decrease stress and get enough sleep

Sometimes the value of sleep and stress reduction can be overlooked in our hustle culture.

Consider sleep a time for your body to repair, and recover because increased stress and disruptions in sleep have been found to increase LDL cholesterol levels and risk of metabolic syndrome (12, 13).

Of course, sleep and stress reduction work together with an improved relationship with food. 

Letting go of the guilt and shame you may have with eating will also help to decrease stress, resulting in better rest.

When you are well-rested and not stressed, you may also find that you’re better at regulating your hunger cues while you become more in tune with your body as an intuitive eater. 

key takeaways

If you find that trying to introduce a new lifestyle, nutrition habit or movement behavior causes you to return to dieting extremes or emotional binge eating, you may need help healing your relationship with food before you can move forward.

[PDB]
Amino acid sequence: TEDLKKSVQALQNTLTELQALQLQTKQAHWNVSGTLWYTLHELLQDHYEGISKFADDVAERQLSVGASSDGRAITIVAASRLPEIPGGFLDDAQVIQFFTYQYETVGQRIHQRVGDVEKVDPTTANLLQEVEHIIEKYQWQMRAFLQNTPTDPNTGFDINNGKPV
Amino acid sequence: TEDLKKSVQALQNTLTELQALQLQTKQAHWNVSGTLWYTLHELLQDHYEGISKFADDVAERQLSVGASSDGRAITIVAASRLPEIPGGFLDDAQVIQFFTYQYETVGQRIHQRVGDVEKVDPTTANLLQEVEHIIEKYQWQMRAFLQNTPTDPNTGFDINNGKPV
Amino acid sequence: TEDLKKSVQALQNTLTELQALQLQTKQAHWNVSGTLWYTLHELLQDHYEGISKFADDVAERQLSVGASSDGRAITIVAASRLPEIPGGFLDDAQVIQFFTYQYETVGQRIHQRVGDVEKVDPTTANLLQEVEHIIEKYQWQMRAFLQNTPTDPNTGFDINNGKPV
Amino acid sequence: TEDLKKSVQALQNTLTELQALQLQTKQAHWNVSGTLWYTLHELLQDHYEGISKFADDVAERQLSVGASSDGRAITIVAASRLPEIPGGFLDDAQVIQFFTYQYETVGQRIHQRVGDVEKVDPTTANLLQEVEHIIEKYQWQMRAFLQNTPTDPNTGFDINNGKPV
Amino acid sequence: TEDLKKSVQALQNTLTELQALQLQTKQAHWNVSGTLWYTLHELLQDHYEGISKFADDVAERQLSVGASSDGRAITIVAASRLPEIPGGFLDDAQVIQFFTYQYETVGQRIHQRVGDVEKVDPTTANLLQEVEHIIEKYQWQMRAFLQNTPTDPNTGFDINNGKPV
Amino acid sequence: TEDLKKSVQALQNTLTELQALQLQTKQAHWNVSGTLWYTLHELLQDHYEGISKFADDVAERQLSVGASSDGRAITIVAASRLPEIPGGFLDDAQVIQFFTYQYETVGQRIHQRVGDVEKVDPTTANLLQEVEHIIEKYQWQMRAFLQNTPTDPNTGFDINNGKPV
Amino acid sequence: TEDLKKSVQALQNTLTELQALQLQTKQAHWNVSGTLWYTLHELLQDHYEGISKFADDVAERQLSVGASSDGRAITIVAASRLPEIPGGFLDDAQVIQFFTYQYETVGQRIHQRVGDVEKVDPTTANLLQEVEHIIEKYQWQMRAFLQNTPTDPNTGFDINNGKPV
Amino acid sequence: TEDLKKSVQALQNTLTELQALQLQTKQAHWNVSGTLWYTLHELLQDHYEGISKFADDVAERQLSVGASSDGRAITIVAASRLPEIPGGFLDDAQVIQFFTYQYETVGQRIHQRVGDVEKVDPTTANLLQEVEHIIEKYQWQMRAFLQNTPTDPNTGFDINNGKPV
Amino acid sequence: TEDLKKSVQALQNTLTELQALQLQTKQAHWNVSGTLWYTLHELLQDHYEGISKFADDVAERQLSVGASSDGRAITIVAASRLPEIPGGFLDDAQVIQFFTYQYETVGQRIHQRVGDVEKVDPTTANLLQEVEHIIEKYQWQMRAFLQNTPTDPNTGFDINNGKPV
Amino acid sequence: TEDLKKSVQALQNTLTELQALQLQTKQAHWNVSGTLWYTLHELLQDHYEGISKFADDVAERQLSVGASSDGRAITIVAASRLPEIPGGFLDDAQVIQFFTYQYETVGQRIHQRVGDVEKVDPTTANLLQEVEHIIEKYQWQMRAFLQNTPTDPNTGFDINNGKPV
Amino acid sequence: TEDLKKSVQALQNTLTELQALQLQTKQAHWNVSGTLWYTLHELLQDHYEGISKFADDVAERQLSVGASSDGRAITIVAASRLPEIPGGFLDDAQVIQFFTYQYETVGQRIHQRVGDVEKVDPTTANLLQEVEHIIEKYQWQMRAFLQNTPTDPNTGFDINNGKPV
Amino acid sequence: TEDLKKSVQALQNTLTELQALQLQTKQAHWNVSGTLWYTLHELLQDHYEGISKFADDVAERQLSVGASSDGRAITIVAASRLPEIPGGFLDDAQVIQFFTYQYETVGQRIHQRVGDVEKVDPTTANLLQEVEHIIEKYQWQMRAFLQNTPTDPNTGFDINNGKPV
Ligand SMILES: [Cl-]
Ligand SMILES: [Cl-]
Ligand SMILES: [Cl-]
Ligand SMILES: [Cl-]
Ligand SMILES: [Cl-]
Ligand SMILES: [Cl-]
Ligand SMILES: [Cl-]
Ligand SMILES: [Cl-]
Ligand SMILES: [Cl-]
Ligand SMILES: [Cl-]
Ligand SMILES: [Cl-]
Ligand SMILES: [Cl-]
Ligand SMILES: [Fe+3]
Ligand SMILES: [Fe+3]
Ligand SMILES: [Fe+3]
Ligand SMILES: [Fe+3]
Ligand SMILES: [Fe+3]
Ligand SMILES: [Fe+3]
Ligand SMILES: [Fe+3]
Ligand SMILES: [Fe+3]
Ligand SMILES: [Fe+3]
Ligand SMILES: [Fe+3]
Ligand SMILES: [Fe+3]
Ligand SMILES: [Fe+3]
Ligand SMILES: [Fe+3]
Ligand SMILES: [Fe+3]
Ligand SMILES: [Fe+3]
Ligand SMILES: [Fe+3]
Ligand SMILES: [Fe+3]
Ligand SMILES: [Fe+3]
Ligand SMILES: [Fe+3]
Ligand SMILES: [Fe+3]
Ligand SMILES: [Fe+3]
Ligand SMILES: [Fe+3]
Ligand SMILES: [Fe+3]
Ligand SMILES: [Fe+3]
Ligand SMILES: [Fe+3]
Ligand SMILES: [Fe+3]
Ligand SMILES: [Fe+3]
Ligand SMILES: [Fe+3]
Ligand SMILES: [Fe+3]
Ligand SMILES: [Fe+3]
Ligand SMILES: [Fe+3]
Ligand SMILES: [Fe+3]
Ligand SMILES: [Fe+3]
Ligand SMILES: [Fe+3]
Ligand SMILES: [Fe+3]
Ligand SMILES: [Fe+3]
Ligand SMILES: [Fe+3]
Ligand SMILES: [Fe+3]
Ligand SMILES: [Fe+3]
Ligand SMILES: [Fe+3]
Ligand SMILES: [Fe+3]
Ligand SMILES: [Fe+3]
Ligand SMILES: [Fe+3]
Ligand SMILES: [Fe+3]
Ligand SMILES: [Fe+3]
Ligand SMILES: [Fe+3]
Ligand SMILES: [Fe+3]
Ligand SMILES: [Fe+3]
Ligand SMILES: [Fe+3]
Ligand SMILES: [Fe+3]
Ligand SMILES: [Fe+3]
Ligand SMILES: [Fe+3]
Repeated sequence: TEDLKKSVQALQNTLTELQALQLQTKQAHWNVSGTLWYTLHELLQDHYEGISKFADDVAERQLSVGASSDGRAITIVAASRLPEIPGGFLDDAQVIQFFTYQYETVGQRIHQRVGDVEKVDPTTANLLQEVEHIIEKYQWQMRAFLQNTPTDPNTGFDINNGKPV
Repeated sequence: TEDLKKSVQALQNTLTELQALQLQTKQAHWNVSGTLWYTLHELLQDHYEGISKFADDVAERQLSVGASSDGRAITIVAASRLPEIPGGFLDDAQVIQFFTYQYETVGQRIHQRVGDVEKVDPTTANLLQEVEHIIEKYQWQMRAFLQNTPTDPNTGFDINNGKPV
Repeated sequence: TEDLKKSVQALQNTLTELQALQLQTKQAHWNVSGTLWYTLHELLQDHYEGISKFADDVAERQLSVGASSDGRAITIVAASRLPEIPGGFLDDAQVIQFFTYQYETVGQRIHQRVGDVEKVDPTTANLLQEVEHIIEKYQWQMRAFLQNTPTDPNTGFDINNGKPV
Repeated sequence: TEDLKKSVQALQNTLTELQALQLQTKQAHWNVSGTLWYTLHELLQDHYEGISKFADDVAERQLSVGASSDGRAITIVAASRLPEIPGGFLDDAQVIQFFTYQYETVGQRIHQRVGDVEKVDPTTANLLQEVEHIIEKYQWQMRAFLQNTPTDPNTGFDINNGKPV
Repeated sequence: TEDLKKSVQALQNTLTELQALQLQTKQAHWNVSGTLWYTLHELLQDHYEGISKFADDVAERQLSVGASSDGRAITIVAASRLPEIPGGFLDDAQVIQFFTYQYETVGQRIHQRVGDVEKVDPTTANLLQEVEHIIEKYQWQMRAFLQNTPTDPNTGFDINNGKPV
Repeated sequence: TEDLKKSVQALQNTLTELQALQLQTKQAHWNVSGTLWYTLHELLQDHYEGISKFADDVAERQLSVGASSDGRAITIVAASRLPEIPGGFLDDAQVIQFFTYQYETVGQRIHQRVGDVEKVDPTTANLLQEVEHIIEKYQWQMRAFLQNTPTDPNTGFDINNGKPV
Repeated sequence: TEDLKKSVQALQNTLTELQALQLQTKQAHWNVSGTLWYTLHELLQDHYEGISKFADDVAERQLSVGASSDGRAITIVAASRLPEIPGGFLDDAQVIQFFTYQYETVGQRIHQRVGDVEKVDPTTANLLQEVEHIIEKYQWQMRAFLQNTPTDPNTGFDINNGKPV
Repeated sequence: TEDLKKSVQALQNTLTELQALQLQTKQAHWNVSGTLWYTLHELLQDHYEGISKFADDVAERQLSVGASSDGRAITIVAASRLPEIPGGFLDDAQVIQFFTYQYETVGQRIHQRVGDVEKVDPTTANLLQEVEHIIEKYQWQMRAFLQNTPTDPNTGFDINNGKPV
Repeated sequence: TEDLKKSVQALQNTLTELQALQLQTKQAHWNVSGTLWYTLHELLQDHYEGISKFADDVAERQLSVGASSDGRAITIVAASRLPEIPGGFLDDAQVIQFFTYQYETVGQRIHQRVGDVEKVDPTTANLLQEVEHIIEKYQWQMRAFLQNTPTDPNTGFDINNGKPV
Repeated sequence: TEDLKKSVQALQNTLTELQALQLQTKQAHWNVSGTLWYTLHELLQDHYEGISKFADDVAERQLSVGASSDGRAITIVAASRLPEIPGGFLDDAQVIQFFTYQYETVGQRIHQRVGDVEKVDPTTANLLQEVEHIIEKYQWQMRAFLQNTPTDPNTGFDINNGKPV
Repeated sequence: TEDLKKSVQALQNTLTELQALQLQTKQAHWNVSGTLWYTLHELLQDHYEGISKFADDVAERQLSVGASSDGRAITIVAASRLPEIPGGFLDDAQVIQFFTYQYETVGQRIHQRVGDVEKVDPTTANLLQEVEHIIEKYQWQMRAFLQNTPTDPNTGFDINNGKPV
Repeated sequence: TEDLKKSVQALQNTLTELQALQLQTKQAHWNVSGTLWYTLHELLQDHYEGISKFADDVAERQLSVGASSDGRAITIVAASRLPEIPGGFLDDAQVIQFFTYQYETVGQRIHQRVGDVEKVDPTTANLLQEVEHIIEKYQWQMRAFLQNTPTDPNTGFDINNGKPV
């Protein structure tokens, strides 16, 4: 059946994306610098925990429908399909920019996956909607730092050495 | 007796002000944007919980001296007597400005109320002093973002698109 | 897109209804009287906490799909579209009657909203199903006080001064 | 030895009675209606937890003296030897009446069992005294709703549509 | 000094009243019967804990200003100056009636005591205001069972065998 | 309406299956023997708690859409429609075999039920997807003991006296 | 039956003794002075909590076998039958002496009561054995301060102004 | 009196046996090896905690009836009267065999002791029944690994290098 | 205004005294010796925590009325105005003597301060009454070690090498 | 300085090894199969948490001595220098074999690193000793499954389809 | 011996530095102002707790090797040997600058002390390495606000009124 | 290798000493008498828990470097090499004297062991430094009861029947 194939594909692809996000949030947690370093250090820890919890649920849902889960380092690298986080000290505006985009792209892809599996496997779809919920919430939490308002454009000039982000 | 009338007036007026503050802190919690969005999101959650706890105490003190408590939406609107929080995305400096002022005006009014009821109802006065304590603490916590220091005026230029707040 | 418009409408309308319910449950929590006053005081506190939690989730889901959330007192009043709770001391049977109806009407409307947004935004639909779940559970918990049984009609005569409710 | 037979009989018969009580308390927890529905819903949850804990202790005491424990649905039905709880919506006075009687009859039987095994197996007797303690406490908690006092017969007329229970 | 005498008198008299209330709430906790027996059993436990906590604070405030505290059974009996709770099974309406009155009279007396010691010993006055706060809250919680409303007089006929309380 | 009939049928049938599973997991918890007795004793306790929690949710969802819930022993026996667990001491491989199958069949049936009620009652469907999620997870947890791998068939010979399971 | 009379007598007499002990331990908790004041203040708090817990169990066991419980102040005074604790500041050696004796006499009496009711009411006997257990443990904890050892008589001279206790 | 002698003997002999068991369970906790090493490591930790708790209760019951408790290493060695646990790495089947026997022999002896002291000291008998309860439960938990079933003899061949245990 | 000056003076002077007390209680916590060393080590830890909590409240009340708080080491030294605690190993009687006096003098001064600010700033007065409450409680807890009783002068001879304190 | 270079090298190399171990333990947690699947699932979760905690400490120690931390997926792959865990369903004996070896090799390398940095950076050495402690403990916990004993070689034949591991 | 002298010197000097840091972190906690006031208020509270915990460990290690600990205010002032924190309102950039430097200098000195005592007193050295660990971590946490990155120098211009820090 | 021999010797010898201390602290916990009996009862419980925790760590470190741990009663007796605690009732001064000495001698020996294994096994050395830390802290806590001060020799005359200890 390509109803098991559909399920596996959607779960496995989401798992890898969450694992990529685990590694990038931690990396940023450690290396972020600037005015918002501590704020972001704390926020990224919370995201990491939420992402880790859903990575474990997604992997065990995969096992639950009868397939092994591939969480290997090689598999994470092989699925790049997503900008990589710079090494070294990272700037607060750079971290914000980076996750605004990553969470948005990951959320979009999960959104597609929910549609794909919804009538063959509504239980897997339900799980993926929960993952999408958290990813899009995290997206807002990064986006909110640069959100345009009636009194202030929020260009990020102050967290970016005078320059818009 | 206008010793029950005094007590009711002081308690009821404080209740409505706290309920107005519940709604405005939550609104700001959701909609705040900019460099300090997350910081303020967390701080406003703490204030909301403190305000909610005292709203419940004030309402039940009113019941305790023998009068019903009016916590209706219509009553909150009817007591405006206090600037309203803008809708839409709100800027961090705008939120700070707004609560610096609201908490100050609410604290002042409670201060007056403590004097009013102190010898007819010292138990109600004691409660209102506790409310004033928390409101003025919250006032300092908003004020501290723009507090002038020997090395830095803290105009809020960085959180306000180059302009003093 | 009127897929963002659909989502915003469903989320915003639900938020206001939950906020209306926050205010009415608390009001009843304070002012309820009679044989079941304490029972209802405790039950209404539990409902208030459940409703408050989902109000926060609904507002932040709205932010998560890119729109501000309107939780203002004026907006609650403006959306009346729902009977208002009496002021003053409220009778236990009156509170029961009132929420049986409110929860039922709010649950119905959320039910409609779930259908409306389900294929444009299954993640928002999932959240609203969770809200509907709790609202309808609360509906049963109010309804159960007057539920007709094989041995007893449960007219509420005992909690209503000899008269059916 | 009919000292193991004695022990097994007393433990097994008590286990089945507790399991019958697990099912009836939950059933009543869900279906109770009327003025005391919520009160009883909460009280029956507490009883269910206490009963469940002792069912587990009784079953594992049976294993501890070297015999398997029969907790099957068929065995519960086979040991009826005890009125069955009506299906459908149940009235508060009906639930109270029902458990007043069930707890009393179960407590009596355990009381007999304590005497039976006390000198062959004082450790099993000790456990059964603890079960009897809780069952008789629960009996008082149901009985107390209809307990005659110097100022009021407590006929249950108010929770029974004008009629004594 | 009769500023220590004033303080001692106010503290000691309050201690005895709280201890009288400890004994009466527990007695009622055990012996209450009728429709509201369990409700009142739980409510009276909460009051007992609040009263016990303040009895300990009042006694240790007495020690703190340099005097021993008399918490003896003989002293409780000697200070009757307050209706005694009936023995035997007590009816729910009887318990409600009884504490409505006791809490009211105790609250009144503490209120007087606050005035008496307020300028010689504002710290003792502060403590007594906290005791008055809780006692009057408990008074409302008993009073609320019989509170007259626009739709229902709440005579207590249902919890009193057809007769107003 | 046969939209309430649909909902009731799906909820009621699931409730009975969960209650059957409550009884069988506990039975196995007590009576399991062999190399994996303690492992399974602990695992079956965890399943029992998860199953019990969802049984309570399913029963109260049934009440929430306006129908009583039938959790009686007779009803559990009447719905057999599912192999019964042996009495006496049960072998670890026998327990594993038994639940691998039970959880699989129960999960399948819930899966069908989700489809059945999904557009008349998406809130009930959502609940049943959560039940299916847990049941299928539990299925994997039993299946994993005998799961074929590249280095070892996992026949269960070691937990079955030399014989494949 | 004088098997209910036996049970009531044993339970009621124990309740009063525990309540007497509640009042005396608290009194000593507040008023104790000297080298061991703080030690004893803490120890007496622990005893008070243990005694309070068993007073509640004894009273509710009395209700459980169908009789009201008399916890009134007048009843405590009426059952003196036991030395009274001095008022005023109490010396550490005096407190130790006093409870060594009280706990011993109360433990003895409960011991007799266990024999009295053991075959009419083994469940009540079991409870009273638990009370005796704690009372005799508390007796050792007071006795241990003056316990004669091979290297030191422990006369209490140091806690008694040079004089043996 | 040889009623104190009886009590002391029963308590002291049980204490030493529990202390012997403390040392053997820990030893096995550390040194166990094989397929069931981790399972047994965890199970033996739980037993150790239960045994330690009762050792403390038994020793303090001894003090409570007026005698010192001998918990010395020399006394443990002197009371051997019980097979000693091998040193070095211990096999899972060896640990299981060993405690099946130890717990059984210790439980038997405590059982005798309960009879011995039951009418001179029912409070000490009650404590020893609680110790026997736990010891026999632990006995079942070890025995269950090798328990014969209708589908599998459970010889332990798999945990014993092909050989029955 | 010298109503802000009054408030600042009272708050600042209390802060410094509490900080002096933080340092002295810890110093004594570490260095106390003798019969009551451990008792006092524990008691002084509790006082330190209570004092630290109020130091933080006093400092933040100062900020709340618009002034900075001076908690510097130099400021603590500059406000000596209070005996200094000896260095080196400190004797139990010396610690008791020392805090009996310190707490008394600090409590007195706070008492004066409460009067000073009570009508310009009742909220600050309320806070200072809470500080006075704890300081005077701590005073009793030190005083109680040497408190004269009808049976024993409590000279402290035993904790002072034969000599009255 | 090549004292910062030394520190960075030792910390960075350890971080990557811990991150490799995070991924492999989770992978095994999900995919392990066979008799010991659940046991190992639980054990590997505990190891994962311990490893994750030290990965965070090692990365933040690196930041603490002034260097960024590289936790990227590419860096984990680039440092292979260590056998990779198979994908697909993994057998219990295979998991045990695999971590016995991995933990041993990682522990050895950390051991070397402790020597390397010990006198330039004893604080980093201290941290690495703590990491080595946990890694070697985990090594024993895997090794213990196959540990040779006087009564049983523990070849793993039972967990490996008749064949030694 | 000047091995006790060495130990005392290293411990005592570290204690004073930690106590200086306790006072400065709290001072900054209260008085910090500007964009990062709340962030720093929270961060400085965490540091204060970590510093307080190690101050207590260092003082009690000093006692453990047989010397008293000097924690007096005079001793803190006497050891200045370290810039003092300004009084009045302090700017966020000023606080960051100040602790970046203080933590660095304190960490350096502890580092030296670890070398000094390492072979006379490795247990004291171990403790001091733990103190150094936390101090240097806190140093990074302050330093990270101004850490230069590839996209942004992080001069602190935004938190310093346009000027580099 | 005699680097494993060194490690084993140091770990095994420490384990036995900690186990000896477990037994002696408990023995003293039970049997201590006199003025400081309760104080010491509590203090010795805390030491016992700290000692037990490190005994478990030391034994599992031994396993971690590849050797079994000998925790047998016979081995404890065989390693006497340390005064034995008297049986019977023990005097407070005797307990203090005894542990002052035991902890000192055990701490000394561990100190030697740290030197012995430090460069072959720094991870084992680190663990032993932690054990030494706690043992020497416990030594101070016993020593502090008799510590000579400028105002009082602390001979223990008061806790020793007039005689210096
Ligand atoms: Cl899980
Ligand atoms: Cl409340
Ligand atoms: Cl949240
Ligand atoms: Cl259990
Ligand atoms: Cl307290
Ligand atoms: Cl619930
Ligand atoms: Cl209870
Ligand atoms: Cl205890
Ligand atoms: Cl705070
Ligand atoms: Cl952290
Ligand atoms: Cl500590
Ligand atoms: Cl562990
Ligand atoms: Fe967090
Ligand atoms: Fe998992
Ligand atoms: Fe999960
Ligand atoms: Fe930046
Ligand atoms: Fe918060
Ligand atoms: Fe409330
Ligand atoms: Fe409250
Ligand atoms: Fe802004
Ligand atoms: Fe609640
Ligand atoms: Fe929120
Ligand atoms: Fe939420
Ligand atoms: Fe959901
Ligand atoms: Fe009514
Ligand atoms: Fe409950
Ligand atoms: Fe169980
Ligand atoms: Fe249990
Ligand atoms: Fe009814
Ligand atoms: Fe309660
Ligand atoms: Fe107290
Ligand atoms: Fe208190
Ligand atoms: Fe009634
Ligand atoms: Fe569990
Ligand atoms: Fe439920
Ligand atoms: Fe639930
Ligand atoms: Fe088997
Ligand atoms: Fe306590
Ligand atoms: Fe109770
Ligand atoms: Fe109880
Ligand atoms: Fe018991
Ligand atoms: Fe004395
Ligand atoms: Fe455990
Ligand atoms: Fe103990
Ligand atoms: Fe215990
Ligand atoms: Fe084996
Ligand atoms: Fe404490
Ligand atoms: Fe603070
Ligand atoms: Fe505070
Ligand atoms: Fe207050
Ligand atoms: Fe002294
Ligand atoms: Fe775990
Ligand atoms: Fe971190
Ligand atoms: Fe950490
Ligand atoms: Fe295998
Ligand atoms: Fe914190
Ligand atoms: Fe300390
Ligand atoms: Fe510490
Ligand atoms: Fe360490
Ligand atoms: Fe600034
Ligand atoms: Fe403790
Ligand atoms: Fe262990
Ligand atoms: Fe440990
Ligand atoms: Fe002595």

When we work together, you’ll discover joy and satisfaction with your food in ways that also support your unique body.

PCOS is just a different way your body works and it’s not bad or wrong. We can find a way of being around food and movement that works best for you.

I don’t just recommend blanket diets to reach your goals because they don’t see you as a whole person. They employ black-and-white thinking and that just doesn’t work. 

Diets just worsen anxiety and guilt, and even depression, which is more prevalent in women with PCOS. 

I would love to help you develop a healthy relationship with food and get to a place where you have a tailored plan that best supports the health outcomes that YOU want.

Apply to work with me 1:1 and let’s unblock those barriers for you and find a plan that works for you…without the same old diet that’s failed you in the past.